Kingston University’s oldest students graduated from their MA course this month after enrolling to beat retirement blues.
Hilary Chalkly, 82, and Carol Marshall, 68, met at a creative writing course where they decided to enrol at the university together to study a creative writing masters degree.
Marshall said: “I suggested the MA to Hillary and dragged her along with me kicking and screaming but it was great to have the experience together as it was much more enriching than it would have been if I had done it alone.”
For Chalkly, going back into education after leaving school at 15 due to an almost fatal case of rheumatic fever was nerve-wracking. However, she felt fully accepted by her peers and hopes to get her trilogy of novels published soon.
“I contracted rheumatic fever for the third time but after my doctor heard about a cure from London, they injected me with it. They said I wouldn’t be able to walk again but here I am.
“My mother was a teacher and I think she was pulling her hair out when I had to leave education. I think she’d have been beside herself if she was at my graduation last week,” Chalkly said.
Their lecturer and associate professor of creative writing, Adam Baron, said: “Both Carol and Hilary were a delight to teach. Age isn’t an issue on our MA and we have students from many walks of life and their contributions helped create a lively and challenging atmosphere.”
The pensioners, although passionate about their subjects, originally struggled to find funding for their course. Student Finance England do not offer loans for people over the age of 60 meaning Chalkly and Marshall had to find other ways to fund their MA creative writing course.
Marshall said: “I had to do a bit of crowd funding and get help from my daughter and take out loans to pay for the course. We are the only group who doesn’t get help from Student Finance, so we feel like we are victimised a bit because why should everyone else get it and we can’t?”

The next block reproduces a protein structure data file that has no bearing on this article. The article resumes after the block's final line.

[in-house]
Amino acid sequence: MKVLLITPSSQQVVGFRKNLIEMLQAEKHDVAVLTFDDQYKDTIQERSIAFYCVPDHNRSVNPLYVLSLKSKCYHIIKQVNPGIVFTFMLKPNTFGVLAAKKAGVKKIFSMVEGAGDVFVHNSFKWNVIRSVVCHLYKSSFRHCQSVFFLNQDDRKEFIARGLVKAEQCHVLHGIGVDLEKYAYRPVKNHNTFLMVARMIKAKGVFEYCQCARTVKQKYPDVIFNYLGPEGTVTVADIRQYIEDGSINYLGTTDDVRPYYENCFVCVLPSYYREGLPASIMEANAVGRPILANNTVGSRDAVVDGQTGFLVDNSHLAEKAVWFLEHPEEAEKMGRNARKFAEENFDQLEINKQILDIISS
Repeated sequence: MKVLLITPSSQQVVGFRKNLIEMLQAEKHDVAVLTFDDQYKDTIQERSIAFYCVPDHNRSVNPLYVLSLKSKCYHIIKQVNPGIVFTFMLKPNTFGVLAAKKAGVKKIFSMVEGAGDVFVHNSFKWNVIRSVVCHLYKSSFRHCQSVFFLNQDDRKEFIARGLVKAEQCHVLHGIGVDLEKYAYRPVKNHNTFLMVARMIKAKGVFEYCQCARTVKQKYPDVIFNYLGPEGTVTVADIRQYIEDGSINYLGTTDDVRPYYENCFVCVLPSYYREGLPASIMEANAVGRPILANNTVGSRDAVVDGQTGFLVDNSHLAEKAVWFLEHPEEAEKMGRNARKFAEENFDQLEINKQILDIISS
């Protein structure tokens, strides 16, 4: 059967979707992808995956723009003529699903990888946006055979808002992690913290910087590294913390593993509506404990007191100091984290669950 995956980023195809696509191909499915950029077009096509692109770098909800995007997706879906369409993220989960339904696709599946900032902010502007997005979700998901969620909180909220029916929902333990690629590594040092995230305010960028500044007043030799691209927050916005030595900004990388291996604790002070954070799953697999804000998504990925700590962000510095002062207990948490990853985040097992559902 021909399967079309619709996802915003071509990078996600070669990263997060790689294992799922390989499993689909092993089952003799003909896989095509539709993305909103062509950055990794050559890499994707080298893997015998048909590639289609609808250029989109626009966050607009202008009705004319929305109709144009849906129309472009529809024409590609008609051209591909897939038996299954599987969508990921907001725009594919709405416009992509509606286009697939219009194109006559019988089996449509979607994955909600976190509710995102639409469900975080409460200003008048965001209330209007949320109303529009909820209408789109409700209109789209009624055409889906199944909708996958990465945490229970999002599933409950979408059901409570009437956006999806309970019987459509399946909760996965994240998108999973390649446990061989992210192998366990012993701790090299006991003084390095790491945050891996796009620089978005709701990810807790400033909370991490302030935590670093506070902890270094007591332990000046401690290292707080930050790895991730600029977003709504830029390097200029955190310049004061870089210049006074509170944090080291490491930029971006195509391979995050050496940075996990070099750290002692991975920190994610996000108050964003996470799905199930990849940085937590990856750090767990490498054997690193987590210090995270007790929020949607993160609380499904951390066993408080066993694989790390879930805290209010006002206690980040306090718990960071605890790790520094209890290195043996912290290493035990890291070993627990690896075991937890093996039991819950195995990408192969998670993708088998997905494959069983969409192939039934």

The pair would like to continue on to get their doctorates, however lack of funding has meant that they are unable to continue studying.
Chalkly said: “My husband is 79 and he was retired but he had to go back to full time work to help me pay because I can’t get any loans to assist me. The Government are trying to get old people up and about so why aren’t they helping us?”
Despite funding issues, Chalkly and Marshall did not let it stop them getting the most out of their degree with both writers working on novels they hope to get published.
Marshall, who enjoys writing suspense romance, said: “I’m currently writing a novel called ‘Battlefields of Love’ which is set at the beginning of the war. I once had a book published many years ago by a small publisher but I’d like to get published by a bigger one this time.”
Chalkly is also working on a novel that she hopes to get published, set in a manor house that was once owned by her grandparents and that she visited as a child.
The pair are also part of the “beyond barriers” mentoring scheme which aims to help under-represented groups with their studies and have helped the women enter writing competitions with the aim of getting their work published.
Now they have finished their degree, both Hilary and Carol, would like to tell other older women about the benefits of going back into education no matter what age you are.
Chalkly said: “I always wanted to learn but I didn’t know the opportunities were there but it is one of the best things you can do in life. I want to tell older people to get off their settee’s and get out there.
“There is so much more to life and you have to go out and grab it.”